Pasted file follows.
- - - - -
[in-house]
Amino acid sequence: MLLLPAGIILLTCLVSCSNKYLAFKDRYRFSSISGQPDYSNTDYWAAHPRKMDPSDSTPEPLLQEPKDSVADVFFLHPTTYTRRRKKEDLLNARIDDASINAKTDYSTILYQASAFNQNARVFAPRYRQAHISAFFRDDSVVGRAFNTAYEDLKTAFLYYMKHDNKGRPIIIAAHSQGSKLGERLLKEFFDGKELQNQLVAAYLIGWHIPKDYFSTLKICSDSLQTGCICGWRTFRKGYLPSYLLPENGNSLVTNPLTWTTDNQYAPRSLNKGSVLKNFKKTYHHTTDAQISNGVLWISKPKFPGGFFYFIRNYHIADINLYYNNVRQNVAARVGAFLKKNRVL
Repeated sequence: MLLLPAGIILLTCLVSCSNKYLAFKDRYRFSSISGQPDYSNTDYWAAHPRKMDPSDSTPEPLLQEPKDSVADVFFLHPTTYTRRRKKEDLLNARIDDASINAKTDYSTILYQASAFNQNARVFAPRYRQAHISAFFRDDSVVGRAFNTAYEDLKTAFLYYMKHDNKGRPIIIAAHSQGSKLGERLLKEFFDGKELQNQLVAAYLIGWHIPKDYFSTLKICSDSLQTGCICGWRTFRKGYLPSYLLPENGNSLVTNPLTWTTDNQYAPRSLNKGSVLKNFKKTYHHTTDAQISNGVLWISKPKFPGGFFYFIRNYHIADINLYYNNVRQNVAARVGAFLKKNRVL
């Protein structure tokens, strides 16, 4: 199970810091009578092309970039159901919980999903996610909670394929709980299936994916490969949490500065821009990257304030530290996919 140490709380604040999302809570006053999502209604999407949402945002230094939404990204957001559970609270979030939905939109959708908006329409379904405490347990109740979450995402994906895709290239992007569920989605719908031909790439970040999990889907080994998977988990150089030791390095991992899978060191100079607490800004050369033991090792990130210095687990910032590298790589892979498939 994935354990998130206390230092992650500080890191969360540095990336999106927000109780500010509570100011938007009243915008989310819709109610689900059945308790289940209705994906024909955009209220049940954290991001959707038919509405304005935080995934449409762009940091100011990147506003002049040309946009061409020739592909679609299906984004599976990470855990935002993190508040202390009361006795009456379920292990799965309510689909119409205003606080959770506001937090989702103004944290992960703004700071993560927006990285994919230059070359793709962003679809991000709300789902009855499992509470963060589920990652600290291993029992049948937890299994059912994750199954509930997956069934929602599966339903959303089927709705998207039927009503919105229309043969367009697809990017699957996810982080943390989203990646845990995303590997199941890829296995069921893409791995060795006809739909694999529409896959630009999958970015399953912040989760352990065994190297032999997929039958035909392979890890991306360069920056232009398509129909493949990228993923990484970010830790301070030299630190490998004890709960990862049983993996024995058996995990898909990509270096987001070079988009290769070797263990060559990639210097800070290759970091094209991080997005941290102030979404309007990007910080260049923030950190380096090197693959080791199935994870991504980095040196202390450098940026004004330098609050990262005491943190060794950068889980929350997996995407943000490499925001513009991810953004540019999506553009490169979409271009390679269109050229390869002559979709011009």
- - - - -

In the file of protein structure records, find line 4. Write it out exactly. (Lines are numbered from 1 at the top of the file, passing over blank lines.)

């Protein structure tokens, strides 16, 4: 199970810091009578092309970039159901919980999903996610909670394929709980299936994916490969949490500065821009990257304030530290996919 140490709380604040999302809570006053999502209604999407949402945002230094939404990204957001559970609270979030939905939109959708908006329409379904405490347990109740979450995402994906895709290239992007569920989605719908031909790439970040999990889907080994998977988990150089030791390095991992899978060191100079607490800004050369033991090792990130210095687990910032590298790589892979498939 994935354990998130206390230092992650500080890191969360540095990336999106927000109780500010509570100011938007009243915008989310819709109610689900059945308790289940209705994906024909955009209220049940954290991001959707038919509405304005935080995934449409762009940091100011990147506003002049040309946009061409020739592909679609299906984004599976990470855990935002993190508040202390009361006795009456379920292990799965309510689909119409205003606080959770506001937090989702103004944290992960703004700071993560927006990285994919230059070359793709962003679809991000709300789902009855499992509470963060589920990652600290291993029992049948937890299994059912994750199954509930997956069934929602599966339903959303089927709705998207039927009503919105229309043969367009697809990017699957996810982080943390989203990646845990995303590997199941890829296995069921893409791995060795006809739909694999529409896959630009999958970015399953912040989760352990065994190297032999997929039958035909392979890890991306360069920056232009398509129909493949990228993923990484970010830790301070030299630190490998004890709960990862049983993996024995058996995990898909990509270096987001070079988009290769070797263990060559990639210097800070290759970091094209991080997005941290102030979404309007990007910080260049923030950190380096090197693959080791199935994870991504980095040196202390450098940026004004330098609050990262005491943190060794950068889980929350997996995407943000490499925001513009991810953004540019999506553009490169979409271009390679269109050229390869002559979709011009």